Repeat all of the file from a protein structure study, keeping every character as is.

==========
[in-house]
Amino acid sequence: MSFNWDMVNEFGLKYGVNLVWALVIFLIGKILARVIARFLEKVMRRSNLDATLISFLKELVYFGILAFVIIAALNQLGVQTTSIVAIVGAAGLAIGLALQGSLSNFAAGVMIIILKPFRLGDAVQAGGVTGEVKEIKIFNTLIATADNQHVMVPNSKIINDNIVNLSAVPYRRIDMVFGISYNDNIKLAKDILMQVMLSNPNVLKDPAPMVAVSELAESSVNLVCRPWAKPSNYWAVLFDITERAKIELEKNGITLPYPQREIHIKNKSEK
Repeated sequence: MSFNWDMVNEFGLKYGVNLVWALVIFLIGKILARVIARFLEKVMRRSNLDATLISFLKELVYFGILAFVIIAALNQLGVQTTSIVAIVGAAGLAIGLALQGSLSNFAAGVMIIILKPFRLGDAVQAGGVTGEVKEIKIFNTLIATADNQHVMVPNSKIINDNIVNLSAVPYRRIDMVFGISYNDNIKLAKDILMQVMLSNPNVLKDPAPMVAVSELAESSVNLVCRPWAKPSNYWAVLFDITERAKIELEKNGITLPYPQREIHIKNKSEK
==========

[in-house]
Amino acid sequence: MSFNWDMVNEFGLKYGVNLVWALVIFLIGKILARVIARFLEKVMRRSNLDATLISFLKELVYFGILAFVIIAALNQLGVQTTSIVAIVGAAGLAIGLALQGSLSNFAAGVMIIILKPFRLGDAVQAGGVTGEVKEIKIFNTLIATADNQHVMVPNSKIINDNIVNLSAVPYRRIDMVFGISYNDNIKLAKDILMQVMLSNPNVLKDPAPMVAVSELAESSVNLVCRPWAKPSNYWAVLFDITERAKIELEKNGITLPYPQREIHIKNKSEK
Repeated sequence: MSFNWDMVNEFGLKYGVNLVWALVIFLIGKILARVIARFLEKVMRRSNLDATLISFLKELVYFGILAFVIIAALNQLGVQTTSIVAIVGAAGLAIGLALQGSLSNFAAGVMIIILKPFRLGDAVQAGGVTGEVKEIKIFNTLIATADNQHVMVPNSKIINDNIVNLSAVPYRRIDMVFGISYNDNIKLAKDILMQVMLSNPNVLKDPAPMVAVSELAESSVNLVCRPWAKPSNYWAVLFDITERAKIELEKNGITLPYPQREIHIKNKSEK